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Research article2013Peer reviewed

Emission characteristics and air-surface exchange of gaseous mercury at the largest active landfill in Asia

Zhu, Wei; Li, Zhonggen; Chai, Xiaoli; Hao, Yongxia; Lin, Che-Jen; Sommar, Jonas; Feng, Xinbin


The emission characteristics and air-surface exchange of gaseous elemental mercury (GEM) at Laogang landfill in Shanghai, China, the largest active landfill in Asia, has been investigated during two intensive field campaigns in 2011 and 2012. The mercury (Hg) content in municipal solid waste (MSW) varied widely from 0.19 to 1.68 mg kg(-1). Over the closed cell in the landfill, the mean ambient air GEM concentration was virtually indistinguishable from the hemispherical background level (1.5-2.0 ng m(-3)) while the concentration downwind of ongoing landfill operation (e.g. dumping, burying and compacting of MSW) was clearly elevated. GEM emission through landfill gas (LEG) was identified as a significant source. GEM concentrations in LFGs collected from venting pipes installed in different landfill cells varied widely from 3.0 to 1127.8 ng m-3. The GEM concentrations were found negatively correlated to the age of LFG cells, suggesting GEM released through LFG declined readily with time. The GEM emission from this source alone was estimated to be 1.23-1.73 mg h(-1). GEM emission from cover soil surfaces was considerably lower and at a scale comparable to that of background soil surfaces. This is in contrast to earlier reports showing enhanced GEM emissions from landfill surfaces in Southern China, probably due to the difference in soil Hg content and gas permeability characteristics of soils at different sites. Vertical concentration profiles of GEM in the interstitial gas of buried MSW were sampled, perhaps for the first time, which exhibited a wide spatial variability (4.9-713.1 ng m(-3)) in the 3-year-old landfill cell investigated. GEM emission from landfill operation was estimated to be 290-525 mg h(-1) using a box model. This suggests that GEM degassing from Laogang landfill is quantitatively largely dominated by emissions from daily landfilling operations with a much smaller contribution from LEG venting and insignificant (bi-directional fluxes near zero) contribution from surfaces capped with a soil layer. This study reveals divergent GEM emission patterns among landfill cells of different ages, and provides essential emission estimates for formulating Hg emission reduction strategies for a large landfill. (C) 2013 Elsevier Ltd. All rights reserved.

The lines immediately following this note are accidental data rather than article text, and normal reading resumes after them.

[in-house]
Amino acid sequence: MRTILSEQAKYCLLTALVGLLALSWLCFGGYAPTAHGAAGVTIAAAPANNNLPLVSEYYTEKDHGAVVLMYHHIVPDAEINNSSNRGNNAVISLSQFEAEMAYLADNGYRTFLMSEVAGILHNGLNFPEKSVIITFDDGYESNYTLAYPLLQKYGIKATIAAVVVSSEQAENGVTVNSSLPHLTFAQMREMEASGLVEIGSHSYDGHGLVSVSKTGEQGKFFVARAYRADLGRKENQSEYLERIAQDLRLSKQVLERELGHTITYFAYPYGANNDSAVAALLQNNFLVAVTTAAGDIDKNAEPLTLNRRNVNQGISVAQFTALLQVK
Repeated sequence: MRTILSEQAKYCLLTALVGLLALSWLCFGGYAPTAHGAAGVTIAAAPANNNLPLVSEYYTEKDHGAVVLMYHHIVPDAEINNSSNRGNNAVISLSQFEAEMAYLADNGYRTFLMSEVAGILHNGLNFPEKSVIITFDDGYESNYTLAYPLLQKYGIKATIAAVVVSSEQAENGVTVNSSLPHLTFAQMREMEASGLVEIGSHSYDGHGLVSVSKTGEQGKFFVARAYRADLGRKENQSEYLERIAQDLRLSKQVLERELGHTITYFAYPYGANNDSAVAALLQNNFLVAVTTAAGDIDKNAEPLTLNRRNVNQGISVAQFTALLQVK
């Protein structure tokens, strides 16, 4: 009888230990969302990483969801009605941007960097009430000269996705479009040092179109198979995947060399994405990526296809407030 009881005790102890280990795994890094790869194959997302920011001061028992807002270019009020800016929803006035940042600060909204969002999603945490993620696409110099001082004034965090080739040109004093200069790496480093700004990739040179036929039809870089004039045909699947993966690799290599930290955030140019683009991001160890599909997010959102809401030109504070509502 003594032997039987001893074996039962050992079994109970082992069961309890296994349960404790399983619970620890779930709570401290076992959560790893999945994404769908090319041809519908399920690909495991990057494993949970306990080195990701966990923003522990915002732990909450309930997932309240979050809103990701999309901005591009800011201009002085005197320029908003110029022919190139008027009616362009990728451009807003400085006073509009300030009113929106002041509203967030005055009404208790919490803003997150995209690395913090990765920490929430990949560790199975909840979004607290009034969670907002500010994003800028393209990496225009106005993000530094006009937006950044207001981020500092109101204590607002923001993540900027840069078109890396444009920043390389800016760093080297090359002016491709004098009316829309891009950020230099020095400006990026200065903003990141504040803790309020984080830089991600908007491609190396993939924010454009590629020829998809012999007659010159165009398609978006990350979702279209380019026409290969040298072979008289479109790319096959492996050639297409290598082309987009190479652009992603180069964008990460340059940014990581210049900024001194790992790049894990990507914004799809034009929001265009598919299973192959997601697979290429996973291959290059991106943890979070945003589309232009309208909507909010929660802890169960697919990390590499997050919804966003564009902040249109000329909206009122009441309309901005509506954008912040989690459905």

Landfill; GEM flux; Landfill gas; Interstitial gas GEM; Shanghai

Published in

Atmospheric Environment
2013, Volume: 79, pages: 188-197 Publisher: PERGAMON-ELSEVIER SCIENCE LTD

    UKÄ Subject classification

    Environmental Sciences
    Meteorology and Atmospheric Sciences

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